Washington, DC - The National Democratic Institute (NDI) has launched #think10, an innovative safety planning tool for politically-active women. #think10 was developed by the Institute’s Gender, Women and Democracy team, which initiated the #NotTheCost campaign in 2016.
During Monday’s launch event at New York University, Washington D.C., NDI Chairman and former U.S. Secretary of State, Madeleine K. Albright, in her keynote speech said, “What #think10 will provide is a way for women to take informed steps to enhance their safety. We cannot reduce the risk to zero, but we can empower women to take back some control. NDI’s Women’s Political Participation Risk Index (WPPRI) will also help in this effort. For the first time, it will provide a baseline to measure each country’s progress on this issue, and it will call attention to a problem that has been swept under the rug for far too long.”
The #think10 safety planning tool provides women in politics guidance on how to enhance their personal security by combining scores from a self-assessment questionnaire and the country score from NDI’s new Women’s Political Participation Risk Index. The WPPRI calculates the risk to politically active women in 172 countries. In using the tool, women in politics can develop a safety plan relevant to their personal and professional profile, and in their political context. Each country’s ranking in the WPPRI is built from three indicators: the level of women’s political participation at the national level; the state of democracy in each country; and the likelihood of violence that women in that country face. NDI has based these indicators on data gained from the Inter-Parliamentary Union, the Economist Intelligence Unit, and Georgetown University’s Institute of Women Peace and Security.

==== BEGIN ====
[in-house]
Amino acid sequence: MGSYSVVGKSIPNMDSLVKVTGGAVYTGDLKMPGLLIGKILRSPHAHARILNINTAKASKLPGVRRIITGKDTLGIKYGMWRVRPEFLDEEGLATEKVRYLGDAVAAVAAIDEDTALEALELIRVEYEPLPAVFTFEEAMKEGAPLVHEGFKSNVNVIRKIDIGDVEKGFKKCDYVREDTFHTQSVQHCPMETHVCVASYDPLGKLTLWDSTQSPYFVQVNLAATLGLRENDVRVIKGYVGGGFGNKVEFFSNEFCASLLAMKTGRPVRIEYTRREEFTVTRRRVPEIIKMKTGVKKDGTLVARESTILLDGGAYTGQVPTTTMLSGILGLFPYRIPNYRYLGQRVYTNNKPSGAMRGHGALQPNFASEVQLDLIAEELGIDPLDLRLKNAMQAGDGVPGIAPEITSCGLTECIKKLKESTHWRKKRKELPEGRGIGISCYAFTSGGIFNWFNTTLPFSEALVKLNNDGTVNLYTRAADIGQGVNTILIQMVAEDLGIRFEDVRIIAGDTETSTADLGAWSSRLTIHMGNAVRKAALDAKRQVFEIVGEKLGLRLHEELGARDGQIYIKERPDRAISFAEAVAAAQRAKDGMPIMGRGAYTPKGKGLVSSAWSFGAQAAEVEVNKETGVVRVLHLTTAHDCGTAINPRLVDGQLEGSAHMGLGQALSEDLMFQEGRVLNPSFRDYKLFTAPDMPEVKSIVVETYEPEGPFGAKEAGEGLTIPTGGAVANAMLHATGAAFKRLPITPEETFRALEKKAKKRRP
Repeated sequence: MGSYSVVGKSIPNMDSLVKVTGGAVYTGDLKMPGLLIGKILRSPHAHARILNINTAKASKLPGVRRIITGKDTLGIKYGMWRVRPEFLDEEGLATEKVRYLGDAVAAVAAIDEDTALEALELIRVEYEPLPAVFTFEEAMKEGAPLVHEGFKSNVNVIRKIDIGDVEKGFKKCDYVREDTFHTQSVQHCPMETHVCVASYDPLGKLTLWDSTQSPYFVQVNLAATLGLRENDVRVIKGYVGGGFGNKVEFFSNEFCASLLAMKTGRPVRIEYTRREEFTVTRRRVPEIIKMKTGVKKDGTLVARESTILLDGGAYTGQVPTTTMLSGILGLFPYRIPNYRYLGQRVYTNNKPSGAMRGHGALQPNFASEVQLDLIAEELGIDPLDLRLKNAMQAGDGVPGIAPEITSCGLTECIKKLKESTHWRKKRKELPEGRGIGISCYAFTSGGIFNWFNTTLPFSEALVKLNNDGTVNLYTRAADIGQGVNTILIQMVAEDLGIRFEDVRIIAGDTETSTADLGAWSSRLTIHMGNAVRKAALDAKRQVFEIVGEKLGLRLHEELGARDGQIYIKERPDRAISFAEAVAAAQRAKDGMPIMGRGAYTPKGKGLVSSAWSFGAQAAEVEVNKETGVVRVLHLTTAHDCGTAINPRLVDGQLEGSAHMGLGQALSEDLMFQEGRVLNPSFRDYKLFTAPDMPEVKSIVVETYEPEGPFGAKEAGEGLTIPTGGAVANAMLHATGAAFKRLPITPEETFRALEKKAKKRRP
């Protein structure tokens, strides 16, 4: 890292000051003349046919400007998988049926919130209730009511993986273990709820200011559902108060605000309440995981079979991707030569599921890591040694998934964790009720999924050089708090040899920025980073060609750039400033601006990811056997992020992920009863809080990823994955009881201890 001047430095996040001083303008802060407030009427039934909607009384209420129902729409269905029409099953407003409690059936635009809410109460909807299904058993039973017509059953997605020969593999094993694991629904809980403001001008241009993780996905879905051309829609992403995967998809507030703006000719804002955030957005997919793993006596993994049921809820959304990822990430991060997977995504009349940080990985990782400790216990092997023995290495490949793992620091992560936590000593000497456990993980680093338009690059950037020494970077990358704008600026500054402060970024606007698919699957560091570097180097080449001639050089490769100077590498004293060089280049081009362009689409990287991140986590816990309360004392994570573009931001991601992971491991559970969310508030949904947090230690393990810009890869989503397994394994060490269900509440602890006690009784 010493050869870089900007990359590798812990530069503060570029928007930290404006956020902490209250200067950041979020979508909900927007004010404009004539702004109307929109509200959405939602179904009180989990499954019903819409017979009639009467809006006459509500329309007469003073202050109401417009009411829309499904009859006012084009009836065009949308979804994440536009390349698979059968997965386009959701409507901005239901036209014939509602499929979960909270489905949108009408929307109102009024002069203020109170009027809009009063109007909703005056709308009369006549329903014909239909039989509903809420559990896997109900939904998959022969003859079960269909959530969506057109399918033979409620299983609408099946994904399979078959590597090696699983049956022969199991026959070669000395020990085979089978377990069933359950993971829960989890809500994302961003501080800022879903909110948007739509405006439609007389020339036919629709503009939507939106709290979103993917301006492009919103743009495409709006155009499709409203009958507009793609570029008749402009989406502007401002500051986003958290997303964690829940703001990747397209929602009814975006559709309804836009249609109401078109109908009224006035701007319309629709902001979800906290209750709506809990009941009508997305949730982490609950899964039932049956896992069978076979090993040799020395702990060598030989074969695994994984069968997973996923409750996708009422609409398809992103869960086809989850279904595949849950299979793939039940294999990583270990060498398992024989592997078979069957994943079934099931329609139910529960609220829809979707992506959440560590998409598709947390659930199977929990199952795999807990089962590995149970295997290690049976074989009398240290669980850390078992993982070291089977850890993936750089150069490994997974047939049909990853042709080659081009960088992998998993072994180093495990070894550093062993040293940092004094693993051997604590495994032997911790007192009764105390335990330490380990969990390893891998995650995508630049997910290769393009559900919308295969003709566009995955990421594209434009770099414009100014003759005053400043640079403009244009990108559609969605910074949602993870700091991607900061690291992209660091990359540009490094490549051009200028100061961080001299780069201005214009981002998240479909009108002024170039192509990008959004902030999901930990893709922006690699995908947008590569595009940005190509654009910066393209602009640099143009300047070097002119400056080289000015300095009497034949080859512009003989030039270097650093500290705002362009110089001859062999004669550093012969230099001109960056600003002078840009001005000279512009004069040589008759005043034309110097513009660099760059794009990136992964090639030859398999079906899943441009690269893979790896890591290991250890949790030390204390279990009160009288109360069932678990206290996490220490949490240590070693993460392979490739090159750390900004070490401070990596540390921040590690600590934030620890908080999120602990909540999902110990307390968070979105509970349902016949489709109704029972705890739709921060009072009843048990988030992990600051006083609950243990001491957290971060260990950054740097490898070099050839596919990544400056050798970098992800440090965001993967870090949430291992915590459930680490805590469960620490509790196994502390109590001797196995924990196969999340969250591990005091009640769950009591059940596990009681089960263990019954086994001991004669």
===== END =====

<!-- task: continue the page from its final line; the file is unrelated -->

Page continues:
Other guest speakers included Farida Bemba Nabourema, Executive Director, Togolese Civil League and Dr. Mona Lena Krook, Professor, Rutgers University. A number of guests at the launch event used tablets to answer the #think10 toolkit questionnaire and consider the level of safety planning that their scores suggested.
“While the #think10 tool can’t possibly cover every single situation that a woman in politics might face everywhere in the world, we’ve worked hard to make it a meaningful tool, by differentiating between individual women in the same country. Women who are politically active in North Korea, which is the country with the highest WPPRI score, don’t all face the same level of risk. Just as political women in Norway, which has the lowest WPPRI score, aren’t all equally safe,” stated Sandra Pepera, Director, Gender, Women and Democracy at NDI.